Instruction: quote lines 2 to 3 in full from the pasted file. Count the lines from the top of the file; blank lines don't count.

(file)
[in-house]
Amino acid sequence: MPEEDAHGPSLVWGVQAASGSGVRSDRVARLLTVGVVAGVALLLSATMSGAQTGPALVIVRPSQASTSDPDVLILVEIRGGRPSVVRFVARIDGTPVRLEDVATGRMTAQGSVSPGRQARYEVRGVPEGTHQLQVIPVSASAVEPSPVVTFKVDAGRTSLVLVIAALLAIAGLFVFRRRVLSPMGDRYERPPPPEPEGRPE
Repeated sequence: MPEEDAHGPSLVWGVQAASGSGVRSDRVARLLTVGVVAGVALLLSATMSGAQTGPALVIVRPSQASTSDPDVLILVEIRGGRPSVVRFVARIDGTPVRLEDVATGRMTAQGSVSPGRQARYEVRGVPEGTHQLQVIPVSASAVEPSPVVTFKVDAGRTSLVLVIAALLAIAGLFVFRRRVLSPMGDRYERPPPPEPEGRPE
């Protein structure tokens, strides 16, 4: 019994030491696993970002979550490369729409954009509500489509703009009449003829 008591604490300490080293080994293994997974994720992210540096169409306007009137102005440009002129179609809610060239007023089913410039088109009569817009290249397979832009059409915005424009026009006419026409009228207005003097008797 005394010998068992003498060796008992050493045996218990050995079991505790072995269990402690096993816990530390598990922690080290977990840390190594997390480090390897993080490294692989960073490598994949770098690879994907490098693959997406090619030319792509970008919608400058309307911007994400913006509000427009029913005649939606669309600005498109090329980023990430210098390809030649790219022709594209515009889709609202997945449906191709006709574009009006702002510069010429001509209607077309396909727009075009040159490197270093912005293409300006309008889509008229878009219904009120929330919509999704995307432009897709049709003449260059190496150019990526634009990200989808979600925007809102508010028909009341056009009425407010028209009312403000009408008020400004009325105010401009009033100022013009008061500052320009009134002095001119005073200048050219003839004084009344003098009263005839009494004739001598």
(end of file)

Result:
Amino acid sequence: MPEEDAHGPSLVWGVQAASGSGVRSDRVARLLTVGVVAGVALLLSATMSGAQTGPALVIVRPSQASTSDPDVLILVEIRGGRPSVVRFVARIDGTPVRLEDVATGRMTAQGSVSPGRQARYEVRGVPEGTHQLQVIPVSASAVEPSPVVTFKVDAGRTSLVLVIAALLAIAGLFVFRRRVLSPMGDRYERPPPPEPEGRPE
Repeated sequence: MPEEDAHGPSLVWGVQAASGSGVRSDRVARLLTVGVVAGVALLLSATMSGAQTGPALVIVRPSQASTSDPDVLILVEIRGGRPSVVRFVARIDGTPVRLEDVATGRMTAQGSVSPGRQARYEVRGVPEGTHQLQVIPVSASAVEPSPVVTFKVDAGRTSLVLVIAALLAIAGLFVFRRRVLSPMGDRYERPPPPEPEGRPE